Johnnie Dorotik passed away on June 9, 2019, at Providence Hospital, Everett, Wash. His loving wife of 55 years was at his bedside. His three children had spent the day before thanking him for the many memories and the deep inspiring love he had always shown them.

He was born April 19, 1940 in El Campo, the son of John and Clara Dorotik. He graduated from El Campo High Scool in 1959 and enrolled in Texas A&M University where he played cornet in the Aggie Band before graduating in 1962 with a degree in Mechancal Engineering.

He met his future wife, Betty, at a dance when she was 17 and he was 20. They were married in 1963 in a town named Blessing and moved to West Palm Beach, Fla. where he had taken a job with Pratt & Whitney Aircraft. He had a security clearance to work on the J-58 aircraft engine destined for the SR71, also known as the Black Bird, a Stealth aircraft built for surveillance.

In 1965, he and Betty moved to Bellevue,Wash. curious about the Pacific Northwest. He had taken a job with Boeing to work on the Supersonic Transport. Realizing the SST was not progressing as expected, he changed his career from aerospace to the computer industry working as a sales rep for General Electric time-share internet where he teamed with co-worker Randy Myers, who became a life-long friend.

In 1967, Computer Sciences Corporation hired him to develop a software program for Multnoma County. After a year of commuting to Olympia, he contacted Houser, Martin, Morris, a professional placement recruitment service. He was considered over-qualified for any jobs they offered, so he accepted their offer to become a recruiter which began a new career as a head-hunter. After a few years he started his own business named Hi Tech Recruiters. In the early 80s he met another life-long friend, Duane Dier who owned Dier & Associates. Hi Tech Recruiters became Data Force and merged with Dier in 1985 and moved to Seattle. Office Force and Accounting Force were added while Dier & Associates concentrated on banking. The combined companies were a prominent factor in the recruitment industry for several years and was purchased by Robert Half International in 1991. Johnnie and Betty were building a home on Camano Island at that time and Johnnie decided to retire at the age of 51.

They sold their Bellevue home and moved to Camano. For the next 20 years, he lived a life envied by many. Free of rush hour traffic, suits and ties, and the stress of a professional industry, he bought a tractor and more property, got a dog named Jasper, who he walked twice a day often picking up litter along the way or stopping to chat with a neighbor. He helped Betty create a beautiful garden; planting, hauling mulch, building arbors and a pond with time left to smell the many varieties of roses. He split wood for their fireside chats every winter morning. He dusted off his cornet and joined the music group at the senior center. The group became Camano Junction, a 16-piece Big Band that played dances once a month.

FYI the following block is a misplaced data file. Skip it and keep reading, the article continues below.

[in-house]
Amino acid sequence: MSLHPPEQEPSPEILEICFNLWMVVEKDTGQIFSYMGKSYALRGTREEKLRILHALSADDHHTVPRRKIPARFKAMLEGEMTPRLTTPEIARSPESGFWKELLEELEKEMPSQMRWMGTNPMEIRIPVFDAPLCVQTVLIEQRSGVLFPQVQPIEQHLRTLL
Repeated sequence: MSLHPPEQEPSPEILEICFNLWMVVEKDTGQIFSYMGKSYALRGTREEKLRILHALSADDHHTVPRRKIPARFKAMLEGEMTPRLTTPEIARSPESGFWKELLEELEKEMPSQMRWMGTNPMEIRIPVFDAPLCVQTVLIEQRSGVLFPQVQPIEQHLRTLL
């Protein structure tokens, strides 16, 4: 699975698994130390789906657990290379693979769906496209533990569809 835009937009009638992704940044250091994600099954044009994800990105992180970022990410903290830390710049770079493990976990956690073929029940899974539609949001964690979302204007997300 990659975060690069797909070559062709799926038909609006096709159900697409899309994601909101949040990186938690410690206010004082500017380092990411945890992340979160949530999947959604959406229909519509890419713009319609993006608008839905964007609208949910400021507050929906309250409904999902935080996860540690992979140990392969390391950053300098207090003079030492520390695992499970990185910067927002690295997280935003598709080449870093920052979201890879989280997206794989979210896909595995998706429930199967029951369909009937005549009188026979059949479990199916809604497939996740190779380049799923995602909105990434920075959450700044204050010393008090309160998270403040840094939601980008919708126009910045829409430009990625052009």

He upgraded to a Bach trumpet and loved time spent with his fellow band members. He served on the board of the center and helped recruit the center’s executive director. His friendliness and energy inspired those around him to fully participate in life, not just live it.

In 2011, he suffered a debilitating stroke that forced him to give up everything he loved with one exception, his loving wife, who was dedicated to his care. A man who rarely sat still was now a man who struggled to walk. He had weekly visits from good friend Craig London, who was a retired physical therapist. Another friend and fellow Aggie, Dennis Moraski, read to him every Friday morning.

His sons, now grown and married, were grateful for a dad who taught them how to fix almost anything, how to work on their bikes and later their cars, how to trouble shoot a plumbing or wiring issue, split firewood and maintain a house. He taught his daughter a love of nature and a sense of adventure with the many fun activities they enjoyed together. He also encouraged her to play the flute and how to read music which she enjoyed for many years. He taught his kids “Don’t ask, don’t get” and to be “nice as possible, nasty as necessary” when dealing with any situation.

In his last eight years, post-stroke, he taught all who knew him the art of resilence, fortitude, steadfastness, acceptance and “letting go of time.” He will be greatly missed by his family and multitude of friends.

He is survived by his wife, Betty; two sons, Dean Dorotik (Cheryl) of Brush Prairie, Wash. and Michael Dorotik (Lourdes) of Bellevue, Wash., and a daughter, Shari Hallahan (Michael) of Del Mar, Calif.

He leaves behind six beloved grandchildren, Kylie, Max, John, Sophie Ashleigh and Danilo, who will miss their PoPo. He is also survived by two sisters, Edith Farish and Elaine Janik (Gene), both of El Campo and extended family of nieces, nephews and cousins.

A Memorial Mass and Celebration of Life is planed for Aug. 7 at 11 a.m. at Saint James Cathedral, 804 Ninth Avenue, Seattle, Wash., with a reception to follow (

“Therefore, if anyone is in Christ, he is a new creation. The old has gone, the new has come.” 2 Corinthians 5:17

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